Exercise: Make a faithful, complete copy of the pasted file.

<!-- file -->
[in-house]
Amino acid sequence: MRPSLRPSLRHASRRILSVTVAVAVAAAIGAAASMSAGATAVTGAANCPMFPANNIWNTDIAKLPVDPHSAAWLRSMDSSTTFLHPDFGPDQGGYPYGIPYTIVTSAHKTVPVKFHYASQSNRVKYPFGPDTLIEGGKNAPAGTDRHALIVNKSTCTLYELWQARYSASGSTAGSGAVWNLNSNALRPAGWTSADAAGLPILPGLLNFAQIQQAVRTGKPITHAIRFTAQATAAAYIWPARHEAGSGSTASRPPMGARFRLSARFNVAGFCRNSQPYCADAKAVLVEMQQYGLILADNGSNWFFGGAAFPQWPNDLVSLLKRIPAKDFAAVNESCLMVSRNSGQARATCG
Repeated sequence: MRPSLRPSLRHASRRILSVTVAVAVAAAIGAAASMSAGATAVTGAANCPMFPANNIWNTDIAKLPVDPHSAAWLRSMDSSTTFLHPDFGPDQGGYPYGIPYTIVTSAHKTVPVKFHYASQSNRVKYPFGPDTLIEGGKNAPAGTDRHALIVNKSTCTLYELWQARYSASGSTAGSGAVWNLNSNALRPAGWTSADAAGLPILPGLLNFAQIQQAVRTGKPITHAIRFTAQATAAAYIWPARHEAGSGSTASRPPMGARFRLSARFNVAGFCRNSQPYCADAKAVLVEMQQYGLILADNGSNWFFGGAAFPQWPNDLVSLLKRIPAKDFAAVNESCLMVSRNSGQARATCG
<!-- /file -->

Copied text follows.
[in-house]
Amino acid sequence: MRPSLRPSLRHASRRILSVTVAVAVAAAIGAAASMSAGATAVTGAANCPMFPANNIWNTDIAKLPVDPHSAAWLRSMDSSTTFLHPDFGPDQGGYPYGIPYTIVTSAHKTVPVKFHYASQSNRVKYPFGPDTLIEGGKNAPAGTDRHALIVNKSTCTLYELWQARYSASGSTAGSGAVWNLNSNALRPAGWTSADAAGLPILPGLLNFAQIQQAVRTGKPITHAIRFTAQATAAAYIWPARHEAGSGSTASRPPMGARFRLSARFNVAGFCRNSQPYCADAKAVLVEMQQYGLILADNGSNWFFGGAAFPQWPNDLVSLLKRIPAKDFAAVNESCLMVSRNSGQARATCG
Repeated sequence: MRPSLRPSLRHASRRILSVTVAVAVAAAIGAAASMSAGATAVTGAANCPMFPANNIWNTDIAKLPVDPHSAAWLRSMDSSTTFLHPDFGPDQGGYPYGIPYTIVTSAHKTVPVKFHYASQSNRVKYPFGPDTLIEGGKNAPAGTDRHALIVNKSTCTLYELWQARYSASGSTAGSGAVWNLNSNALRPAGWTSADAAGLPILPGLLNFAQIQQAVRTGKPITHAIRFTAQATAAAYIWPARHEAGSGSTASRPPMGARFRLSARFNVAGFCRNSQPYCADAKAVLVEMQQYGLILADNGSNWFFGGAAFPQWPNDLVSLLKRIPAKDFAAVNESCLMVSRNSGQARATCG